Ontogenetic distribution of 5-HT2C, 5-HT5A, and 5-HT7 receptors in the rat hippocampus.

Authors: Garcia-Alcocer, G  Segura, LC  Garcia Pena, M  Martinez-Torres, A  Miledi, R 
Citation: Garcia-Alcocer G, etal., Gene Expr. 2006;13(1):53-7.
Pubmed: (View Article at PubMed) PMID:16572590

It is known that serotonin exerts its different nociceptive and motor functions by interacting with distinct receptors subtypes, which could be either G-protein coupled or ionotropic. Previous reports demonstrated the early activation of serotonin receptor transcripts during rat development, suggesting a potential role of the serotoninergic system during ontogeny. In this study we have compared the cellular distribution of three serotonin receptor subtypes: 5-HT2C, 5-HT5A, and 5-HT7. Immunocytochemical methods were used in slices of rat hippocampus obtained during the postnatal development. 5-HT2c immunoreactivity was strong at all developmental stages in the CA1 region, whereas differences were observed between P0 and P5 in the CA3 region. The 5-HT5A receptor immunosignal in CA1 and CA3 was strong at P0, decreased at P11, and then increased in the adult. The immunoreactivity to 5-HT7 receptors was high in all regions at P0 and then decreased progressively during postnatal development; the signal was stronger for 5-HT2c than for 5-HT5A and 5-HT7 receptors. Changes in the expression level of each receptor may result in differences in functional and pharmacological properties of the cells expressing them as well as in the hippocampal neuronal network. The distribution of the three serotonin receptor subtypes studied varied during the ontogeny, which supports their potential role during development and will help to understand their mechanisms.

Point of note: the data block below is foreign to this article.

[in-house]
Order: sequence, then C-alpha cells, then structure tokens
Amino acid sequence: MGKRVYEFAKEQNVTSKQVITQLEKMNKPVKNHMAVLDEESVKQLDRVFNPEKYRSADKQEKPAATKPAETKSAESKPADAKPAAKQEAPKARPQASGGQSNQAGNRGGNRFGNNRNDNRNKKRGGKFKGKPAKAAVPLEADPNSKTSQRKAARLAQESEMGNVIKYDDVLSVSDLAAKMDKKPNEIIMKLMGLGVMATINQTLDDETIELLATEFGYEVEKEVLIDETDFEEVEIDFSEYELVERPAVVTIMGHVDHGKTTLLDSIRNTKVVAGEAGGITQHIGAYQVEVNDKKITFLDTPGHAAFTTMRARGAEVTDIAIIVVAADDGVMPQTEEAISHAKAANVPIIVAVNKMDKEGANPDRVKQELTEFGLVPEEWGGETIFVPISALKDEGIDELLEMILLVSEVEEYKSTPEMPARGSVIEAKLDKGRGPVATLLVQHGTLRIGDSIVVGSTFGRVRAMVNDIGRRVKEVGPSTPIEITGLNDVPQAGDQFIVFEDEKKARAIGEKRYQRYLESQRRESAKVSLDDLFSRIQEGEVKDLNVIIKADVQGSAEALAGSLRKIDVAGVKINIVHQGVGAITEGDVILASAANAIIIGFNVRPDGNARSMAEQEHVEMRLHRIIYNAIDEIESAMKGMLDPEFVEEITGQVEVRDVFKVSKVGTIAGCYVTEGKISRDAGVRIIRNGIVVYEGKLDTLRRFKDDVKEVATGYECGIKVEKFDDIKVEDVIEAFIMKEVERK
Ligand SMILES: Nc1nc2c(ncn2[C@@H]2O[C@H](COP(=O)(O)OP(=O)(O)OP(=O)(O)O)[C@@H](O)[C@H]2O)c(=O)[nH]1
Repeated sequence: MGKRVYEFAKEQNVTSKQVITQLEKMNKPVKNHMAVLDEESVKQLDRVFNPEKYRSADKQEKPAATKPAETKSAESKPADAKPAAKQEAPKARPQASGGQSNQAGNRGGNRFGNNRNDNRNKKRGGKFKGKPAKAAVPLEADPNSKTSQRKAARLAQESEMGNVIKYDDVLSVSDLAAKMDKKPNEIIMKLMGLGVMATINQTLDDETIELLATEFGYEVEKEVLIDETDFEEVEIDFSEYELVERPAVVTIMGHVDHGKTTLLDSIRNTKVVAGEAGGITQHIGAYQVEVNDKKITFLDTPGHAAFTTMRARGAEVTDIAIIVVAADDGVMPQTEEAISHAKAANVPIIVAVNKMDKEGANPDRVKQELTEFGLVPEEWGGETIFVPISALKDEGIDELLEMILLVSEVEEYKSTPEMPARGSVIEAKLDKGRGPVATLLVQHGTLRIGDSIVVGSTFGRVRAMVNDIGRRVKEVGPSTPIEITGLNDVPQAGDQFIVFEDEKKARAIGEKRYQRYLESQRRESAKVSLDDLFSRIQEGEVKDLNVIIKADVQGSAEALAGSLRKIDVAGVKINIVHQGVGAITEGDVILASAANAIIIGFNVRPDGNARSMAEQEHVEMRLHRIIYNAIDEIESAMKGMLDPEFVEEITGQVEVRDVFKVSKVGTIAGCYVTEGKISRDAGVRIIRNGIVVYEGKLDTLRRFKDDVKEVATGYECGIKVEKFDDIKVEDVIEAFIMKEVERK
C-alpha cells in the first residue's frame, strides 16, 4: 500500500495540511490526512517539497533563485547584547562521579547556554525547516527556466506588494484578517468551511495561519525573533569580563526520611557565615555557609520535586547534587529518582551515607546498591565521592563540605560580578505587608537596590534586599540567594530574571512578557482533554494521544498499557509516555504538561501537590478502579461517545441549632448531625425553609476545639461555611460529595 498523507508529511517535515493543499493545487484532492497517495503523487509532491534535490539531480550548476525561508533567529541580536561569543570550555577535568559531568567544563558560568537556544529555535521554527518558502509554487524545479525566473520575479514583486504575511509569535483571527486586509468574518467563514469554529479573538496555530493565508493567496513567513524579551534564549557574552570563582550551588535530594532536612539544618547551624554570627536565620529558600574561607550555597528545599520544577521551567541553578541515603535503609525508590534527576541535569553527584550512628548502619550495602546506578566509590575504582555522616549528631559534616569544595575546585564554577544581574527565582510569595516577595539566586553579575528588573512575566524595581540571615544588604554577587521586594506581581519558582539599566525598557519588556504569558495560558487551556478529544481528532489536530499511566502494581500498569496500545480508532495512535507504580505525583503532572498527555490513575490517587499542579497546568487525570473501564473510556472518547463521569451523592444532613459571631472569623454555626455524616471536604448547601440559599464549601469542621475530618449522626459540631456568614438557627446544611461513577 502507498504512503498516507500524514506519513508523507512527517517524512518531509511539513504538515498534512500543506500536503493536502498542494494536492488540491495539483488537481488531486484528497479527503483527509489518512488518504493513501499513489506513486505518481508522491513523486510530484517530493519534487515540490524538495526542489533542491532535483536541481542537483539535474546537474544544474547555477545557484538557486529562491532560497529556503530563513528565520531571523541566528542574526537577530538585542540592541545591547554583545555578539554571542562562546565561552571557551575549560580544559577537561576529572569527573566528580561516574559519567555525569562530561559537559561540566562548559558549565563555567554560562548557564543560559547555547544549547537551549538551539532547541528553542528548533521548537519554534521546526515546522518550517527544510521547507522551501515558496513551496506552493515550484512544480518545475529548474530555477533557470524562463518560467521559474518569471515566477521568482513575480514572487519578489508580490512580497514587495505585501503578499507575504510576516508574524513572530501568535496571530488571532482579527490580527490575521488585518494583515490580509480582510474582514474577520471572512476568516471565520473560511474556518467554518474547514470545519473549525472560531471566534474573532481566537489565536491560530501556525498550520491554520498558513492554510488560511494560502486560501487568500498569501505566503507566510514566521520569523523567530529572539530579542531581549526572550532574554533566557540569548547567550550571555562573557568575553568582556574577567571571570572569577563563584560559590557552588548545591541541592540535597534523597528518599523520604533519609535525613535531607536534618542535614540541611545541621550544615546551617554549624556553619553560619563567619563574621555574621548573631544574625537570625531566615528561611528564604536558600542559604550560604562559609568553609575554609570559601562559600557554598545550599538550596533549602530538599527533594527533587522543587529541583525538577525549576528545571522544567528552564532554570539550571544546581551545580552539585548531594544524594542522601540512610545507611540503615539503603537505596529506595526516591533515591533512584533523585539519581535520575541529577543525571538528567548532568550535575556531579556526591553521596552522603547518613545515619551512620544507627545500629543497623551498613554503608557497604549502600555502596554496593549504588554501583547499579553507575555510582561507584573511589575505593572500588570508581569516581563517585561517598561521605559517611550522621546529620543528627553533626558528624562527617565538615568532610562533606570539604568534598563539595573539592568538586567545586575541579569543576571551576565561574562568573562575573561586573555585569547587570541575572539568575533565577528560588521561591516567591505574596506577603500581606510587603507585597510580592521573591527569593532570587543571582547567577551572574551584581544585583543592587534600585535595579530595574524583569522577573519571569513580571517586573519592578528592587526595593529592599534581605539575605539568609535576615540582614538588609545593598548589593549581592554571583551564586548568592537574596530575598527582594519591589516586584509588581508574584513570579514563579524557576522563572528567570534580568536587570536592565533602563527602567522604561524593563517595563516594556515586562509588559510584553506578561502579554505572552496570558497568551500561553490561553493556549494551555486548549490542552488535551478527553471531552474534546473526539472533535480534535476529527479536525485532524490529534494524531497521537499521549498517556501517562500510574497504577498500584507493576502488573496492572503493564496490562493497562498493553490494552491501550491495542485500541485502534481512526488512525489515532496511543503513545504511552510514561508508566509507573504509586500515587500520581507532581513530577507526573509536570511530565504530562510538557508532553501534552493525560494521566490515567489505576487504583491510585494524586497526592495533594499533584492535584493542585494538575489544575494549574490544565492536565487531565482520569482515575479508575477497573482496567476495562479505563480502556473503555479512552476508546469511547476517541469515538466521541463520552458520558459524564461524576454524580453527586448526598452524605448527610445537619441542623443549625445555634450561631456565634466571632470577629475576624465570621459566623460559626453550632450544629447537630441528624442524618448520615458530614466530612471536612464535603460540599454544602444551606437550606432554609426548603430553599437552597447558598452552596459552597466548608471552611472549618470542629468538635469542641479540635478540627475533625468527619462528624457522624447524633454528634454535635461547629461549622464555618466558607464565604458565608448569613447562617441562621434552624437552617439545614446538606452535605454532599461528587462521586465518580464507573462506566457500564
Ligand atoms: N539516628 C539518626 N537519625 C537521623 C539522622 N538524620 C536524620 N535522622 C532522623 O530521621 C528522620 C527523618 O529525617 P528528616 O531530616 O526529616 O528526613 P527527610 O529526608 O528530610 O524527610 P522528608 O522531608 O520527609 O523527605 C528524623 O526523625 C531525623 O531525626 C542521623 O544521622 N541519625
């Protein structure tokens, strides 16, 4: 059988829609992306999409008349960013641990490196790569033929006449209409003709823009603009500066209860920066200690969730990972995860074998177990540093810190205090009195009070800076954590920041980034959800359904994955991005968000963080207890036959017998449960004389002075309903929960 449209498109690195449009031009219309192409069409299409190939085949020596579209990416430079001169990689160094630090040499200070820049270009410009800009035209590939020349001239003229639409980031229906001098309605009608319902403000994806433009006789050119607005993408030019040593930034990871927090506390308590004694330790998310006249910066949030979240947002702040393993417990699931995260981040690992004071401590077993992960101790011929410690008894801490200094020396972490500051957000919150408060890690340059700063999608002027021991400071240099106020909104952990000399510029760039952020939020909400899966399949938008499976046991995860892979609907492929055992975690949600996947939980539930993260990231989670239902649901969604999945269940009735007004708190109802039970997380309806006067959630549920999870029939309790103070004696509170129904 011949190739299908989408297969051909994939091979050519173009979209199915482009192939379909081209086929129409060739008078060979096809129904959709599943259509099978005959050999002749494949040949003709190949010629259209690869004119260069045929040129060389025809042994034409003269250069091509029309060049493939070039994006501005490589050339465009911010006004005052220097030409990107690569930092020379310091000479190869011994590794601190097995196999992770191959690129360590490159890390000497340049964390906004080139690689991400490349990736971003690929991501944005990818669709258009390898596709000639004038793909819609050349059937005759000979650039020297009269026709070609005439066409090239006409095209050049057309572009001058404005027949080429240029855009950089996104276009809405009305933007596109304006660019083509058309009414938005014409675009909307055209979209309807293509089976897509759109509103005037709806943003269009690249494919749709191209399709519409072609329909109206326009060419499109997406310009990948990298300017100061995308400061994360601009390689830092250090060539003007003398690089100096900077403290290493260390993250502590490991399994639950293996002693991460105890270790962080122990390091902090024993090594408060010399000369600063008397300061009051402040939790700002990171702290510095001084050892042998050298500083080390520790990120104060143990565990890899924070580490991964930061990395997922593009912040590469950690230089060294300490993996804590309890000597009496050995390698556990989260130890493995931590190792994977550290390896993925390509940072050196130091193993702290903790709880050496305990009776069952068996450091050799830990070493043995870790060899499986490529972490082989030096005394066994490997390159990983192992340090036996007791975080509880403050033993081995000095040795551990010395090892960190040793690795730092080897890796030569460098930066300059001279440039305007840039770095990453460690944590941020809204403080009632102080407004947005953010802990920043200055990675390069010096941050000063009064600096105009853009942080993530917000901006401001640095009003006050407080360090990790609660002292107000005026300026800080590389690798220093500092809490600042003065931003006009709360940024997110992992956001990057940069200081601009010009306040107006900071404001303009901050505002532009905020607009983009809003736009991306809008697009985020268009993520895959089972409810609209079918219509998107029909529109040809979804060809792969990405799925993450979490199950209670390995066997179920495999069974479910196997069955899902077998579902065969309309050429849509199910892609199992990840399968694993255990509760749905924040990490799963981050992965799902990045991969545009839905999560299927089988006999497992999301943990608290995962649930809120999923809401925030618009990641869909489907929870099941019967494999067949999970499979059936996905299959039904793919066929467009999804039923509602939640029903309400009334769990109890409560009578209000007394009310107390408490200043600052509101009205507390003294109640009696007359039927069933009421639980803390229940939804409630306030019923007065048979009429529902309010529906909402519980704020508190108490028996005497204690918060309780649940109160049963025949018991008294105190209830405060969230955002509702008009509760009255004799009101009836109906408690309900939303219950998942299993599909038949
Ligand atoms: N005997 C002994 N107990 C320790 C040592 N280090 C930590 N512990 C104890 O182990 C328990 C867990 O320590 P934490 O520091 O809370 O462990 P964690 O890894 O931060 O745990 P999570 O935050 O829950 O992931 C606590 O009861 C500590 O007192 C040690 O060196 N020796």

Annotation

Gene Ontology Annotations
Objects Annotated

Additional Information

 
CRRD Object Information
CRRD ID: 2316993
Created: 2010-03-09
Species: All species
Last Modified: 2010-03-09
Status: ACTIVE



NHLBI Logo

RGD is funded by grant HL64541 from the National Heart, Lung, and Blood Institute on behalf of the NIH.